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The 13-digit International Standard Book Number (ISBN) is a unique code that identifies a book commercially. The last digit is a check digit used for error detection. To calculate its value, each digit of the first twelve digits is alternately multiplied, from left to right, by 1 or 3. The products are summed up and divided by 10. The check digit is the remainder of the division subtracted from 10. If it is 10, it becomes 0.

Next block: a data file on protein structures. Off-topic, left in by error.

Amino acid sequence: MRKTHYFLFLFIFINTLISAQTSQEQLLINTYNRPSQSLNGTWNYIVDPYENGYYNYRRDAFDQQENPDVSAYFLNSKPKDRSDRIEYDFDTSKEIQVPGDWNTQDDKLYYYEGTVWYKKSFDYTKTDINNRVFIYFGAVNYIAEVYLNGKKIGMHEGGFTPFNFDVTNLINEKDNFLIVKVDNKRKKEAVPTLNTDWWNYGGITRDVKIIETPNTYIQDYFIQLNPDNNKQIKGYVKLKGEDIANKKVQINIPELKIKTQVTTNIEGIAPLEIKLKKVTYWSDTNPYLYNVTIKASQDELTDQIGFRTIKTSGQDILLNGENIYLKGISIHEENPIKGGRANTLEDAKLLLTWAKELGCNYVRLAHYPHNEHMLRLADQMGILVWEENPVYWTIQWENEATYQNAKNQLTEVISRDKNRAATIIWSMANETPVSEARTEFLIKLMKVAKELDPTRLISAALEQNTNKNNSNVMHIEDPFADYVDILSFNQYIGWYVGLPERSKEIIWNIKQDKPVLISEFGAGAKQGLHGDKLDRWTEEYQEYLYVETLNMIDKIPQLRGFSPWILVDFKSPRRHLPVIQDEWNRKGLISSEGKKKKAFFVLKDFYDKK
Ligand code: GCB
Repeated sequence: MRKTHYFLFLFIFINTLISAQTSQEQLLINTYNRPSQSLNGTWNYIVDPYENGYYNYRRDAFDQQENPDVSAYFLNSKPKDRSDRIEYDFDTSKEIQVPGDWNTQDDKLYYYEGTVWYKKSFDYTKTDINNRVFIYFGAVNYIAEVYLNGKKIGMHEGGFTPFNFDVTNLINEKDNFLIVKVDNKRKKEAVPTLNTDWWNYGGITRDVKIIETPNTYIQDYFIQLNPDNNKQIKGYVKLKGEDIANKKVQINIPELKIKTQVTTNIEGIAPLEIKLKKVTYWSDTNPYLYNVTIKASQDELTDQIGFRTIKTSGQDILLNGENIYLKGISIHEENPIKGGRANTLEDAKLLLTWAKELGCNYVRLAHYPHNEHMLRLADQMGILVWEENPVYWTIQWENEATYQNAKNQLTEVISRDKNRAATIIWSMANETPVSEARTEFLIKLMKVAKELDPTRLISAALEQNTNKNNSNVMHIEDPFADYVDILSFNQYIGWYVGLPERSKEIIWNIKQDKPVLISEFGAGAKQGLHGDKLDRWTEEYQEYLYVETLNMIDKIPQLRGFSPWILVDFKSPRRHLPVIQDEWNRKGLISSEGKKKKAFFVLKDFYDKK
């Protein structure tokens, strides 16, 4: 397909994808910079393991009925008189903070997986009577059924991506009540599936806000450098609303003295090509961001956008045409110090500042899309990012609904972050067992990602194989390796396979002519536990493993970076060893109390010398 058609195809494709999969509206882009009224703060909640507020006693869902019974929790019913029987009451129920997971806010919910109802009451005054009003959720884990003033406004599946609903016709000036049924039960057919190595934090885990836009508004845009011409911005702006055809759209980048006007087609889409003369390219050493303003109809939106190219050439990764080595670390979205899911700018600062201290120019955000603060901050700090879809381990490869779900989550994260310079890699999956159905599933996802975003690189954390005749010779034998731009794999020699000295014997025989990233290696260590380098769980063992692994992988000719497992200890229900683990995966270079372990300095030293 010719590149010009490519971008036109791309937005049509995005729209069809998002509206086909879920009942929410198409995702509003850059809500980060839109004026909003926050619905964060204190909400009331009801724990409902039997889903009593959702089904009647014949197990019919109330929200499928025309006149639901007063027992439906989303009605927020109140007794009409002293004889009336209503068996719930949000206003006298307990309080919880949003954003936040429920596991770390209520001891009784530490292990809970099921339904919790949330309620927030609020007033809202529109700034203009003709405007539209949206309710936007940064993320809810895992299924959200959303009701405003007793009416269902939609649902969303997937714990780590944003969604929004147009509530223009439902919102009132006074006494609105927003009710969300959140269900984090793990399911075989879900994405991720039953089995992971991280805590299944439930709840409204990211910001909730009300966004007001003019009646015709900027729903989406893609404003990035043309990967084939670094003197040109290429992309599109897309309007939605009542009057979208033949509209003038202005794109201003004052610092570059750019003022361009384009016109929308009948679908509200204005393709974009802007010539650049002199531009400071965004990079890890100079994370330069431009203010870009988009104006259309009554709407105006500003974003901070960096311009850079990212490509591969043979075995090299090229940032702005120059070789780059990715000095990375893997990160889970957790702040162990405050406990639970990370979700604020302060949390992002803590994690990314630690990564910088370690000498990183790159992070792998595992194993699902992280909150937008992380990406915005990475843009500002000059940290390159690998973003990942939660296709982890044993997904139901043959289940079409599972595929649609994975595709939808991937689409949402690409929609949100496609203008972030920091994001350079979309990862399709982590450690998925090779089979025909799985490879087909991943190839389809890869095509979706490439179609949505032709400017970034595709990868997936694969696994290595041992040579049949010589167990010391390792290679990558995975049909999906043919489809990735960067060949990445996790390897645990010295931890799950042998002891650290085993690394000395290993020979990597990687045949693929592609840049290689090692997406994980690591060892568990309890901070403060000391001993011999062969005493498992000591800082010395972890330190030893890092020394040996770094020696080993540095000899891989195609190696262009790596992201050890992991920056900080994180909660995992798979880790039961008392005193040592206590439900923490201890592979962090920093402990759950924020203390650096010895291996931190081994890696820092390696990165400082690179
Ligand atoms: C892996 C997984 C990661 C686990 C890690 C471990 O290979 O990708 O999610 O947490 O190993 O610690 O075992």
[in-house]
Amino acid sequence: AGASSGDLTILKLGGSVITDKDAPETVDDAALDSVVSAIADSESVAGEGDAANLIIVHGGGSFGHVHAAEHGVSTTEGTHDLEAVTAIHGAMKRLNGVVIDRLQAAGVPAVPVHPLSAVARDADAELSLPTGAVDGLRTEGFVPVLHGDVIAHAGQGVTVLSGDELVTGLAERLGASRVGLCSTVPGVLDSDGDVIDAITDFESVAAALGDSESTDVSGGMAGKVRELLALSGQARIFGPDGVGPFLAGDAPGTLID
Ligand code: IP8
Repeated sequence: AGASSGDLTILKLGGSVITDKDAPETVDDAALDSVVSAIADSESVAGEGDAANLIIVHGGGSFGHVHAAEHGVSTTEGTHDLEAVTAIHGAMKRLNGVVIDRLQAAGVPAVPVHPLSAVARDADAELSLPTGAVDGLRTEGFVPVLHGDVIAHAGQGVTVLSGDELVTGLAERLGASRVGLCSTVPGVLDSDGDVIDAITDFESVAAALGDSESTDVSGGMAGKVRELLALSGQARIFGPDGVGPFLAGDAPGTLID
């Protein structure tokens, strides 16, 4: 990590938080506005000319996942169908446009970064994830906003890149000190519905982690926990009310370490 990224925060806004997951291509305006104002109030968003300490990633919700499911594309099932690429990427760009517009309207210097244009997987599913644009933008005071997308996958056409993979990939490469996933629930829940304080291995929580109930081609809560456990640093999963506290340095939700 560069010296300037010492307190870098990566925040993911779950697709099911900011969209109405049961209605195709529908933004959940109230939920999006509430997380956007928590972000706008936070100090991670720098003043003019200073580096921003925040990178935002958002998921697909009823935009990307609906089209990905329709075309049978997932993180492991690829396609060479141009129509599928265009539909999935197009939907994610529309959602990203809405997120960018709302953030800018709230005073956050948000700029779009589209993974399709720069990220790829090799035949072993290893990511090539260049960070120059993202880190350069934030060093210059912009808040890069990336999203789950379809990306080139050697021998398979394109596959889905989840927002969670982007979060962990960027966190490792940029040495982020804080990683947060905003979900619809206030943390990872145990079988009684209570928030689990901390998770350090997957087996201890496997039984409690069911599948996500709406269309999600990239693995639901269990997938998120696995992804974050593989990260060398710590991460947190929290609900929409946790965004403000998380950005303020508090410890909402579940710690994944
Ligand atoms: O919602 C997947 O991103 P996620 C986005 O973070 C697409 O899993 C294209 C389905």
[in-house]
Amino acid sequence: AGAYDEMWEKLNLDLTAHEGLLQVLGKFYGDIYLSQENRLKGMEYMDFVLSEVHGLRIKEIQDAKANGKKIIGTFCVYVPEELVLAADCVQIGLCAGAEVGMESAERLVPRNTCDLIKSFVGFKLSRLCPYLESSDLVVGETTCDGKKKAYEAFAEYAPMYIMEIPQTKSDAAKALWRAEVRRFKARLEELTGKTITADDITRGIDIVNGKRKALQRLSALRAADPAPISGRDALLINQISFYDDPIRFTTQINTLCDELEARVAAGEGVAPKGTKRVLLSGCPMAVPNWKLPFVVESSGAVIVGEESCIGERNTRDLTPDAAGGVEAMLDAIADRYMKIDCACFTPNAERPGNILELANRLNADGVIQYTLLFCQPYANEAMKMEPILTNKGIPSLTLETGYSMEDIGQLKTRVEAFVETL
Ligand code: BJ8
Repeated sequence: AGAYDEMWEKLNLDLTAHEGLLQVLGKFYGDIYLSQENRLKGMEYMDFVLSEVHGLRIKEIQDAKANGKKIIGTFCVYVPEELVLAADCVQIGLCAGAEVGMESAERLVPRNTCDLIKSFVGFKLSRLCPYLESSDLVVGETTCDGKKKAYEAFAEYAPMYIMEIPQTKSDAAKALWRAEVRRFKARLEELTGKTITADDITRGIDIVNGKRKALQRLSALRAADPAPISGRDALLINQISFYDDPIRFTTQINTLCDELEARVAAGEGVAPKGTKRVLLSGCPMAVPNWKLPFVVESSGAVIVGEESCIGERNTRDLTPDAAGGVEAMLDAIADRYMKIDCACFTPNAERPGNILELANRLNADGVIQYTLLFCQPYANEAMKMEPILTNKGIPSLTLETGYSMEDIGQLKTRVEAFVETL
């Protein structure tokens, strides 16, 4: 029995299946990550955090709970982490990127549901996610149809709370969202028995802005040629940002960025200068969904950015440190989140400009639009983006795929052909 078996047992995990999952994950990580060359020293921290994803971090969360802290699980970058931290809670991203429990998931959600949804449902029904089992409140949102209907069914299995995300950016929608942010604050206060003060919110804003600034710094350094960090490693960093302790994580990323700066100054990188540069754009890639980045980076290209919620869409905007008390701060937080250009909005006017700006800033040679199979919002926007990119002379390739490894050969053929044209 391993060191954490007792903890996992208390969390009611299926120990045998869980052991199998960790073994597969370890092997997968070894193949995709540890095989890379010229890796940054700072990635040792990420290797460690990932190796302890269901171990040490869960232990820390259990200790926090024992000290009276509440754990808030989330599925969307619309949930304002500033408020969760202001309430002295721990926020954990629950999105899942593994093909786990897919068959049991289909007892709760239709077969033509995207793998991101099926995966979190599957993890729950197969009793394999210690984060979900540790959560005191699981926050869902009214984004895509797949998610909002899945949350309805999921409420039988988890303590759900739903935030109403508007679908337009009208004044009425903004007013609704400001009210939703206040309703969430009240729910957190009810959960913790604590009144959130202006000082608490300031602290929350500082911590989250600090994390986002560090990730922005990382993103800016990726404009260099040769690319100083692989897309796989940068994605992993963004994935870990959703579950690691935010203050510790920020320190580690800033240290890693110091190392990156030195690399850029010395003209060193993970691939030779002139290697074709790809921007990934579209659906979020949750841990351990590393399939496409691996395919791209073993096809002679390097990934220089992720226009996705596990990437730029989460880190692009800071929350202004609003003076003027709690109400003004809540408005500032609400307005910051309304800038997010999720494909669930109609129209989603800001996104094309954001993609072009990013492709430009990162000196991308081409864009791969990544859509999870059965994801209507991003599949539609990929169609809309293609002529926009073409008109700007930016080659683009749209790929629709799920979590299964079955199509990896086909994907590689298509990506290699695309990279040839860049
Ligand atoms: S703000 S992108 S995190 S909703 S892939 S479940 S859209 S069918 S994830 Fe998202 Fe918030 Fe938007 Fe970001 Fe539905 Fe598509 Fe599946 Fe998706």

For example, assume that the first twelve digits are 978960931961.   

(a) (9*1 + 7*3 + 8*1 + 9*3 + 6*1 + 0*3 + 9*1 + 3*3 + 1*1 + 9*3 + 6*1 + 1*3) = 126 

(b) The check digit = 10 – (126 % 10) = 10 – 6 = 4  

So the valid ISBN is: 9789609319614

Write a program that reads a 13-digit ISBN and checks the last digit to see if it is valid or not. 

#Try 1:

Input:

9789609319614

Output: 

Valid ISBN

 

#Try 2:

Input:

9781482214505

Output: 

Valid ISBN

 

#Try 3:

Input:

9780132936493

Output: 

Invalid ISBN

 

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